What is a Pellet Stove?

A pellet stove is a stove that burns compressed wood or biomass pellets to create a source of heat for residential and sometimes industrial spaces. By slowly feeding fuel from a storage container (hopper) into a burn-pot area, they create a constant flame that requires little to no physical adjustments.

A pellet stove normally consists of these components, whether basic or complex:

  • A hopper (stores pellets)
  • An auger system (feeds pellets to burn pot)
  • Two blowers (combustion and convection)
  • A firebox or combustion chamber (where the fire burns)
  • Various safety features (thermodisc and air switch)
  • A main control panel/board

To properly function, a pellet stove uses electricity and can be plugged into a normal wall outlet. A pellet stove, like an automatic coal stoker, is a consistent heater consuming fuel that is fed evenly from a refillable hopper into the burn-pot (a perforated cast-iron basin), through a motorized system. The most commonly used distributor is an auger system that consists of a spiral length of metal encased in a tube. This mechanism is either located above the burn-pot or slightly beneath and guides a portion of pellet fuel from the hopper upwards until it falls into the burn-pot and begins to combust.

Fan systems are necessary for clean, economical performance.  The flame produced is concentrated and intense as a combustion blower introduces air into the bottom of the burn pot.  While some pellet stoves will be hot to the touch (especially on the viewing window), most manufacturers utilize a series of heat exchangers that run along the back and top areas of the visible firebox.  With a convection blower, room air is circulated through the heat exchangers and directed into the living space.  This method allows for a much higher efficiency than the radiant heat of a hand-fed wood or coal stove.  Along with convection air, an exhaust fan forces air from the firebox through special venting specifically made for pellet fuel.  This cycle of circulation is an integral part of the combustion system as well, for the concentrated high-temperature flame will quickly overheat the firebox.  The possible problems associated with overheating are electrical component failure and flames traveling into the auger tube potentially causing a hopper fire.  As safeguards, all pellet stoves are equipped with heat sensors enabling the controller to shutdown if any unsafe conditions are exceeded.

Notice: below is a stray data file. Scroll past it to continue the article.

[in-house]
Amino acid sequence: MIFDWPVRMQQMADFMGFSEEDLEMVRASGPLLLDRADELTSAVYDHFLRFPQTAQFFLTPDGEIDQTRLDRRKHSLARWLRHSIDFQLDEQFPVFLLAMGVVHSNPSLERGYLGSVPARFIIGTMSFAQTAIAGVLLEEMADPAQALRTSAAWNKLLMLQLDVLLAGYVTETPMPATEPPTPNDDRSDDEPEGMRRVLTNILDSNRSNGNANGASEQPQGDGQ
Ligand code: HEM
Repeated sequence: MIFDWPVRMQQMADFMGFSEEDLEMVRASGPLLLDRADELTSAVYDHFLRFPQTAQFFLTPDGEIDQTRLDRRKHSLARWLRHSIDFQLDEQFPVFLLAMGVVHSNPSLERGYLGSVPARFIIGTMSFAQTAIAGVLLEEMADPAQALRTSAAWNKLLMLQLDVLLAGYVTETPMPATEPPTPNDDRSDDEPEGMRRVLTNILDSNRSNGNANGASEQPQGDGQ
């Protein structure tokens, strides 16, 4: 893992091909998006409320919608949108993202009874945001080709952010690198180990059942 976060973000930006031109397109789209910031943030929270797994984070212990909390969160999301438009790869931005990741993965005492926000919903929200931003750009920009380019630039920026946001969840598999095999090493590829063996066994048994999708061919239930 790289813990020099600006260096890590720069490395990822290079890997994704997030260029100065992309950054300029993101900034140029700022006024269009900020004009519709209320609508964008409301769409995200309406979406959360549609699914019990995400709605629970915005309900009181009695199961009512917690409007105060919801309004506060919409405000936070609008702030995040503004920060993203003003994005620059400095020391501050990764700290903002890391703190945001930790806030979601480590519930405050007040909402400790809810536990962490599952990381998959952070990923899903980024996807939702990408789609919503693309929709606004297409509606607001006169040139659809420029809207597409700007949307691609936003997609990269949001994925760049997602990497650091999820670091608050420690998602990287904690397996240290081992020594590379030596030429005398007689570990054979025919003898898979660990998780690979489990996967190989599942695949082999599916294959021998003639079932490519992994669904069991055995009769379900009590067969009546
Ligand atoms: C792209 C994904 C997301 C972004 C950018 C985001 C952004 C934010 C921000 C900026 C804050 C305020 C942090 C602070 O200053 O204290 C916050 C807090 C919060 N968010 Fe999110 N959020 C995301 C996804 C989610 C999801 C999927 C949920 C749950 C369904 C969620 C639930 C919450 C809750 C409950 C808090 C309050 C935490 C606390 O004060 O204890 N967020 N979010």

Pellet stoves can either be lit manually or through an automatic igniter. The igniter piece resembles a car's electric cigarette lighter heating coil. Most models have automatic ignition and can be readily equipped with thermostats or remote controls.

A Corn Stove is designed for whole kernel shelled corn combustion and is similar to a pellet stove.  The main difference between a pellet stove and a dedicated Corn Stove is the addition of a metal stirring rod within the burn pot.  These vary in design, but usually consist of one long metal stalk with smaller rods welded at a perpendicular angle in order to churn the burn pot as it spins.  During a normal burn cycle the sugar content within corn (and other similar bio-fuels) will cause the ashes to stick together forming a hard mass known as clinkers.  The metal stirring rod will break apart these clinkers causing a much more consistent burn.

Article taken from wikipedia.org - http://en.wikipedia.org/wiki/Pellet_stove

 

 
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